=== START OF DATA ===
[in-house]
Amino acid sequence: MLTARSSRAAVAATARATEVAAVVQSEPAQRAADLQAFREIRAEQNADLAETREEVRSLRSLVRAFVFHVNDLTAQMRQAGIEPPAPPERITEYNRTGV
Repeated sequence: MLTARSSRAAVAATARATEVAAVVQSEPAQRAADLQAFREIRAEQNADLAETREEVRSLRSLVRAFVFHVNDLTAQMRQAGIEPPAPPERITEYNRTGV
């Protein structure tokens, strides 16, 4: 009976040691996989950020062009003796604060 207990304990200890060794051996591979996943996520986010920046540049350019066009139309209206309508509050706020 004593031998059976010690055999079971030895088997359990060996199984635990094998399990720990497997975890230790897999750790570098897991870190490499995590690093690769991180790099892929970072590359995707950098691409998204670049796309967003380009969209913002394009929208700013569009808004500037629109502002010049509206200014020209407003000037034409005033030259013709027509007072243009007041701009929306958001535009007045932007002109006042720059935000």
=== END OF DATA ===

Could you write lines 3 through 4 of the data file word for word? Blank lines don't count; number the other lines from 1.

Repeated sequence: MLTARSSRAAVAATARATEVAAVVQSEPAQRAADLQAFREIRAEQNADLAETREEVRSLRSLVRAFVFHVNDLTAQMRQAGIEPPAPPERITEYNRTGV
């Protein structure tokens, strides 16, 4: 009976040691996989950020062009003796604060 207990304990200890060794051996591979996943996520986010920046540049350019066009139309209206309508509050706020 004593031998059976010690055999079971030895088997359990060996199984635990094998399990720990497997975890230790897999750790570098897991870190490499995590690093690769991180790099892929970072590359995707950098691409998204670049796309967003380009969209913002394009929208700013569009808004500037629109502002010049509206200014020209407003000037034409005033030259013709027509007072243009007041701009929306958001535009007045932007002109006042720059935000």